1.     It puts YOU in control of your period. Vacation? Long distance boyfriend coming to town? Big game? Sometimes it feels like your period can come at the worst time. With birth control, you can go straight from one pack to the next and skip your period entirely. It’s a common myth that this is unhealthy – it’s perfectly safe to do, however talk to your doctor about it if you want to do it. Your doctor may recommend a different pill based on this information, especially because there are pills out there that can prevent you from getting your period for up to a year.

Finding the right birth control for you

Birth control can provide you peace of mind and become added support during your dreaded time of the month. I will warn you – it can take time to find the best pill for you. I’ve always had good skin, but the first pill I tried caused me to breakout constantly and didn’t regulate my period properly. The next pill I tried did the trick! Sometimes it takes a few tries to find the right one, but once you do you will not be disappointed.

It’s also worth mentioning at this point that there are other methods of birth control that can help you get to know your cycle and pinpoint the day of your period without having to take hormones. Natural Cycles is certified contraceptive app that uses an algorithm to predict your cycle – and the days where you should use protection – based on your temperature.

Birth control FAQs

Can the pill cause acne?

Birth control pills lower your androgen levels, which can have the pleasant side effect of giving you clearer skin. However, this doesn’t happen with all of them, and depending on which one you take, the change in hormone balance can sometimes make acne worse. You may want to try a few variations to find the right one for you.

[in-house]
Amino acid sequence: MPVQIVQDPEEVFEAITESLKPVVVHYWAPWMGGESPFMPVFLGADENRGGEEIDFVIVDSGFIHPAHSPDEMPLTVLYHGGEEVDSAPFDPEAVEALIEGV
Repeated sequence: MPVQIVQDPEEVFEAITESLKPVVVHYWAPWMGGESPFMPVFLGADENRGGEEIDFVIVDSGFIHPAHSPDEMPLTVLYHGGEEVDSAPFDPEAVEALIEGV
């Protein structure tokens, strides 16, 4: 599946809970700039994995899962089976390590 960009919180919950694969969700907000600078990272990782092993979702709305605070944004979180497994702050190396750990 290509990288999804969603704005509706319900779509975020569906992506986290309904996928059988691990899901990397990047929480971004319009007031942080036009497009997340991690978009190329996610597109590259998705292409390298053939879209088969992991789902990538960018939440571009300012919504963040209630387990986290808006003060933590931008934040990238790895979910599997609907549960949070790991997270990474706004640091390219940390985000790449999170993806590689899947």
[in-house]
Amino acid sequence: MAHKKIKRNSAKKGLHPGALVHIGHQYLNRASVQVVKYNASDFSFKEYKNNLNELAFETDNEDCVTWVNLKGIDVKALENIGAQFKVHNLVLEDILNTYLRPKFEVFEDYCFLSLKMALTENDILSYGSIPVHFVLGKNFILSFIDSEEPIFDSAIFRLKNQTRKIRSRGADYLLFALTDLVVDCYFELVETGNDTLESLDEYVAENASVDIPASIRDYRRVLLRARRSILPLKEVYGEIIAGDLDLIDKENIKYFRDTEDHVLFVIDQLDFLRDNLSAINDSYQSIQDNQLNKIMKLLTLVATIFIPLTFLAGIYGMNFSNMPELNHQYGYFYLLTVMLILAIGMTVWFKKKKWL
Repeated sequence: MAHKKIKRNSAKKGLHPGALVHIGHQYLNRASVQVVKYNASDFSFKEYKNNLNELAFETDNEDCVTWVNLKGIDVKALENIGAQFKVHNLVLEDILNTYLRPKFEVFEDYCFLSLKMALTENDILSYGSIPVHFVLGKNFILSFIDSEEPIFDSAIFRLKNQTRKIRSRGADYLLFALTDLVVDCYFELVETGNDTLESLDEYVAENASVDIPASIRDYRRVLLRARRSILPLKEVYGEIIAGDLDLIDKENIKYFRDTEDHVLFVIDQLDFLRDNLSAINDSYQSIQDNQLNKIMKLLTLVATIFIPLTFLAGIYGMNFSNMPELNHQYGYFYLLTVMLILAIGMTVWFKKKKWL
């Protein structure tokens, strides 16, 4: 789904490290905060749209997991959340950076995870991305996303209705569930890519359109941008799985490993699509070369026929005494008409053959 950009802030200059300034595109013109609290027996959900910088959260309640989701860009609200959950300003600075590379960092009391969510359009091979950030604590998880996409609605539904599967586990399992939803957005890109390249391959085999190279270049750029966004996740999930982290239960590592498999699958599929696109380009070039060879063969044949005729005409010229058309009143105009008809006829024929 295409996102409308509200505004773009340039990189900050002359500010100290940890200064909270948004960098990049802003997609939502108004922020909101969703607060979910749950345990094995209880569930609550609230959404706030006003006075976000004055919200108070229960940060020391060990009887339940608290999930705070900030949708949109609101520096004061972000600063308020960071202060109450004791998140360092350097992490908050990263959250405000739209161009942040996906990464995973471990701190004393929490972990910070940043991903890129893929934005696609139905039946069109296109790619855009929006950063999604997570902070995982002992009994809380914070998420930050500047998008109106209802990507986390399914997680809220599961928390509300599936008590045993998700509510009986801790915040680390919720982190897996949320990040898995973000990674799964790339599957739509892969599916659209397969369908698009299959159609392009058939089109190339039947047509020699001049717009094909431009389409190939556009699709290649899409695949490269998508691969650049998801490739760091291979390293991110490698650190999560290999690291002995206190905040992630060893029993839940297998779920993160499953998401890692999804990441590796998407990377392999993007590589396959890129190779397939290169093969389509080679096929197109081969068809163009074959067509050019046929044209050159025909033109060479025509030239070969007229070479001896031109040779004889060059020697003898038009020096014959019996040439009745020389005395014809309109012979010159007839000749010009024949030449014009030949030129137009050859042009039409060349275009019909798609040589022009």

Does the pill make your breasts bigger?

The hormones in birth control pills can increase the size your breasts slightly, usually as a result of fluid retention or temporary weight gain.

Can the pill make you emotional?

Some hormonal birth control options, including the pill, list mood swings as a possible side effect. If you suspect this could be the case for you after starting the pill, talk to your doctor about alternatives.

Does the pill make you gain weight?

The pill sometimes causes temporary weight gain, but this is usually due to fluid retention rather than extra fat and often the symptoms subside within a few months. Studies have shown no evidence that the pill leads to weight gain otherwise.

Can you get birth control pills over the counter?

In order to get birth control pills, you will need a prescription from your doctor. They will likely bring you in for ‘pill-checks’ every six months or so to make sure things are going smoothly. Bottom line - birth control pill can't be purchased over the counter. If you come across pills that are, they probably aren't safe or licensed.  


If you’re thinking of starting birth control to help regulate your periods, don’t be afraid to talk to your loved ones about it – there’s nothing to me ashamed of! And most importantly, talk to your doctor. They will help you find the pill the fits for you or they will help you find an alternative if the pill doesn’t feel right. And in the meantime, try our ‘oh-no’ proof underwear so you never get caught short.